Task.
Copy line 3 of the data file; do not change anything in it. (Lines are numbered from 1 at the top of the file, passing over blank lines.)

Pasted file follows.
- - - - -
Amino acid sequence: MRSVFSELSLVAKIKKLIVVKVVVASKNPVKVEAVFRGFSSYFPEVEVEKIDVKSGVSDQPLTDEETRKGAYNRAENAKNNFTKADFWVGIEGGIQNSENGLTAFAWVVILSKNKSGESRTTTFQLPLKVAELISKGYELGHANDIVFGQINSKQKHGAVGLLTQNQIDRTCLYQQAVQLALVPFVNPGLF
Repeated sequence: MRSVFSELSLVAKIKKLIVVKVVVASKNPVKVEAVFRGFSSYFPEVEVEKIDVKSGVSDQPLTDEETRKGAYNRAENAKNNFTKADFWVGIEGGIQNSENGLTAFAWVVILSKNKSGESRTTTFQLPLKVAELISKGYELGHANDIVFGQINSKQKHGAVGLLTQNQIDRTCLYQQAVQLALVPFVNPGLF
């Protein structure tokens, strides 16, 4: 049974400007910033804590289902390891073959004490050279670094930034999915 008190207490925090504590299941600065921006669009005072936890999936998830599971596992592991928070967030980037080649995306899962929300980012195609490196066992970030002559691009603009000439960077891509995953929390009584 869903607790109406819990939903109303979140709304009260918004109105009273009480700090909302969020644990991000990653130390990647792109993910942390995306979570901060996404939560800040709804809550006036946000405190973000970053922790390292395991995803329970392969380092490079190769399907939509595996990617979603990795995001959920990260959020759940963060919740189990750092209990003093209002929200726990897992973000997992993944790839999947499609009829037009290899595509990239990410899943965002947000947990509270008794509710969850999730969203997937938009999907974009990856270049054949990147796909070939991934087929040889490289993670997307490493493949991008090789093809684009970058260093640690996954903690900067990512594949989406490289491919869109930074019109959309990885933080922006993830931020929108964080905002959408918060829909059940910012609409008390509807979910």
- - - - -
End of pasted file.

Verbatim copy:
């Protein structure tokens, strides 16, 4: 049974400007910033804590289902390891073959004490050279670094930034999915 008190207490925090504590299941600065921006669009005072936890999936998830599971596992592991928070967030980037080649995306899962929300980012195609490196066992970030002559691009603009000439960077891509995953929390009584 869903607790109406819990939903109303979140709304009260918004109105009273009480700090909302969020644990991000990653130390990647792109993910942390995306979570901060996404939560800040709804809550006036946000405190973000970053922790390292395991995803329970392969380092490079190769399907939509595996990617979603990795995001959920990260959020759940963060919740189990750092209990003093209002929200726990897992973000997992993944790839999947499609009829037009290899595509990239990410899943965002947000947990509270008794509710969850999730969203997937938009999907974009990856270049054949990147796909070939991934087929040889490289993670997307490493493949991008090789093809684009970058260093640690996954903690900067990512594949989406490289491919869109930074019109959309990885933080922006993830931020929108964080905002959408918060829909059940910012609409008390509807979910």